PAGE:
President Donald Trump reportedly lashed out in a Thursday meeting with lawmakers about immigration reform, demanding to know why the US should accept citizens from what he called "sh*thole" countries.
The comments, first reported by The Washington Post, sparked anger among Democrats and Republicans and revived questions about Trump's tendency to make racially charged remarks.
Trump sat down with senators and congressmen at the White House to discuss a proposed bipartisan deal that would limit immigrants from bringing family members into the country, and restrict the green card visa lottery in exchange for shielding hundreds of thousands of young immigrants from deportation.
"Why are we having all these people from sh*thole countries come here?" Trump said, according to people briefed on the meeting who spoke with The Washington Post.
The New York Times later reported the same comment, citing unnamed people with direct knowledge of the meeting.
The president was referring to African countries and Haiti, both newspapers said, with the Post including El Salvador on its list.
Trump then suggested the United States should welcome immigrants from places like Norway, whose prime minister met with Trump on Wednesday.
"Why do we need more Haitians?" he added, according to the Post account. "Take them out."
'Fighting for permanent solutions'
Republican Senator Lindsey Graham and Democratic Senator Dick Durbin came to the White House to outline their bipartisan compromise, but found themselves in the room with several Republican immigration hardliners.
Graham and Durbin are leading efforts to codify protections for so-called "dreamers", immigrants who came to the United States illegally as children.
In exchange, the deal would end extended family "chain migration".
It also reportedly would cut the visa lottery program by half and prioritize certain countries in the system, instead of scrapping it altogether as several Republicans have suggested as part of an agreement.
The president and lawmakers are in the midst of intense negotiations about how to shield nearly 800,000 "dreamers" from deportation.
Last year, Trump scrapped the Obama-era Deferred Action for Childhood Arrivals (DACA) program that protected the immigrants, and set a deadline of March 5 for Congress to legislate a fix.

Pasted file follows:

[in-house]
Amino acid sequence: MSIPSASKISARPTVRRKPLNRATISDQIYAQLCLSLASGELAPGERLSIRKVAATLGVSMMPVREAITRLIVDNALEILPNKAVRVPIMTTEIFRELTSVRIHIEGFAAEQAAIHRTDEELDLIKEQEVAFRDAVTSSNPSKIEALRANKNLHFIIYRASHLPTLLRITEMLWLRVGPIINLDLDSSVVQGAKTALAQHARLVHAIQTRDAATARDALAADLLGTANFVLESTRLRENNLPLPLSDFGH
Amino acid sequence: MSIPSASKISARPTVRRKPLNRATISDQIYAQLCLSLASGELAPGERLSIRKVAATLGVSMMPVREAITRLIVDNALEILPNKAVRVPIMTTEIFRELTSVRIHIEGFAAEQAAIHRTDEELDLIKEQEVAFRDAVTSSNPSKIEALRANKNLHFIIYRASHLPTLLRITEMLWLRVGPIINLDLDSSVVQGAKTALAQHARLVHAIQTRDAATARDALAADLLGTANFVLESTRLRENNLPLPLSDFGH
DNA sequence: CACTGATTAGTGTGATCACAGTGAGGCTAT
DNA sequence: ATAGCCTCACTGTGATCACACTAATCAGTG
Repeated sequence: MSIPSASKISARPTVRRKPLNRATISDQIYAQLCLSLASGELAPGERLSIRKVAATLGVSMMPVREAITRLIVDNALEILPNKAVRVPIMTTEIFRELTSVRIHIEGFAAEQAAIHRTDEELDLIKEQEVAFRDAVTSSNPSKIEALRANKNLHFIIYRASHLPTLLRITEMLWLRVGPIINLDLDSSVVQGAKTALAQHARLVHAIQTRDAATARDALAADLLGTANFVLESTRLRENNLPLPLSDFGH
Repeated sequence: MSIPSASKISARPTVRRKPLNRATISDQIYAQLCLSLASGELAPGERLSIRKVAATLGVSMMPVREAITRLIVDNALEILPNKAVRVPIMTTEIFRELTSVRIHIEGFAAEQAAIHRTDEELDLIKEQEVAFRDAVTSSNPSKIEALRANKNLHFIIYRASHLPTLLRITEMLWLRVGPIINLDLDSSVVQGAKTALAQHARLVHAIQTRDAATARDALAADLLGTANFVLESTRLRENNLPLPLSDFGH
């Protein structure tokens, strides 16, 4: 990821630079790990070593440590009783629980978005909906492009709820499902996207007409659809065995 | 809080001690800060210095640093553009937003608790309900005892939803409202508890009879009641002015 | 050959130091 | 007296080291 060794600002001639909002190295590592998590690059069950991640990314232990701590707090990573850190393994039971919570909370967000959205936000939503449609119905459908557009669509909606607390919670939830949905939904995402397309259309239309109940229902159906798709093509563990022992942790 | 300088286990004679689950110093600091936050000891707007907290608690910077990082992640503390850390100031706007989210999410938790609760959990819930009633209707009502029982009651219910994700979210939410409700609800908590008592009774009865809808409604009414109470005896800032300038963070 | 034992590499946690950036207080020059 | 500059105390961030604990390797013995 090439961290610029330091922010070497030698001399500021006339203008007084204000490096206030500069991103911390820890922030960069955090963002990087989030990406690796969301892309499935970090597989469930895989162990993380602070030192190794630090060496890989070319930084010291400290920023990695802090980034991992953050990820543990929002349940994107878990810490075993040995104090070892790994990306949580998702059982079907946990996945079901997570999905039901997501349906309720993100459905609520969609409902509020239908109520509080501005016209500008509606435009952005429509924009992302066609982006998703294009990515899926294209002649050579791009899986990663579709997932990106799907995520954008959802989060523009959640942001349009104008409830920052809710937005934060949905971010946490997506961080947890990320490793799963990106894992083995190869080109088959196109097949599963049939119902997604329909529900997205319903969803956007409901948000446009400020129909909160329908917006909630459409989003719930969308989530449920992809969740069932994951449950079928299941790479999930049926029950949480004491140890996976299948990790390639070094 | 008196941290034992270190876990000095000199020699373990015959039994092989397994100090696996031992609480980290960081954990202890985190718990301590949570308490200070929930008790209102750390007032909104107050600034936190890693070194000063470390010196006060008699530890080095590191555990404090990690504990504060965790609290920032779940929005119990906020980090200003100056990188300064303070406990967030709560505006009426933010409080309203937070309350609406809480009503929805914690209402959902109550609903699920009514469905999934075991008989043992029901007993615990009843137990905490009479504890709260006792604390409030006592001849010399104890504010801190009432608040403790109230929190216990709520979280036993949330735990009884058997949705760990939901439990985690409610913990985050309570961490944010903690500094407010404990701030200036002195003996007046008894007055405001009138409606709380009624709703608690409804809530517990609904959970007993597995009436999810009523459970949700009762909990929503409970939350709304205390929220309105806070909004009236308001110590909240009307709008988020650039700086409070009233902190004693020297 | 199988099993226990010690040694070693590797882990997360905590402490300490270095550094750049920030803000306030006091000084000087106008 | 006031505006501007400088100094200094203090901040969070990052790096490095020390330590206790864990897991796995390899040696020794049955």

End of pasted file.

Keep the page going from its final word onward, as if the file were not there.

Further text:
The White House did not deny the account of Trump's use of language, but instead suggested the president was "fighting for permanent solutions" that strengthen the nation, in part through the use of a merit-based immigration system.
"Certain Washington politicians choose to fight for foreign countries, but President Trump will always fight for the American people," White House spokesman Raj Shah said in a statement.
"He will always reject temporary, weak and dangerous stopgap measures that threaten the lives of hardworking Americans, and undercut immigrants who seek a better life in the United States through a legal pathway."
In the past year, Trump has raised eyebrows with his stance on sensitive race issues in America.
He has denounced NFL players who kneel during the national anthem in protest at police brutality against African Americans, and made questionable comments about a white supremacist rally in Virginia that turned violent.
The New York Times recently reported that Trump had said in a separate June meeting on immigration that Haitians "all have AIDS", citing a person who attended the meeting. The White House denied those comments.
Furious Democrats... and Republicans
Democrats seized on Trump's slur against Haitians and Africans to suggest he is anti-immigrant or worse.
"We always knew that President Trump doesn't like people from certain countries or people (of) certain colors," congressman Luis Gutierrez said.
"We can now we say with 100% confidence that the president is a racist who does not share the values enshrined in our Constitution."
Congresswoman Jan Schakowsky chimed in: "Just when you thought Donald Trump could not get any more racist, he digs down to an even deeper low."
Some Republicans were also unhappy.
Mia Love, a congresswoman from Utah who is of Haitian descent, called Trump's reported comments "unkind" and "divisive", and demanded an apology.
"This behavior is unacceptable from the leader of our nation," Love said in a statement.
South Carolina's Tim Scott, the only black Republican senator, said that if Trump really did use those words it would be "disappointing".
"The American family was born from immigrants fleeing persecution and poverty and searching for a better future," Scott said in a statement. "Our strength lies in our diversity, including those who came here from Africa, the Caribbean and every other corner of the world."
"To deny these facts would be to ignore the brightest part of our history."
Former Florida governor Jeb Bush, one of the failed Republican primary contenders against Trump in 2016, blasted the president and said his comments smacked of racism.
"For every one step forward @POTUS takes when it comes to judgement and good, coherent policy decisions, he Inexplicably and without fail takes ten steps back. I hope today's comments were just a crass and flippant mistake, and do not reflect the hateful racism they imply," Bush wrote.
Bush added that America needs "talented, freedom-loving individuals from across the globe, whether they are from Haiti, Norway or anywhere else."
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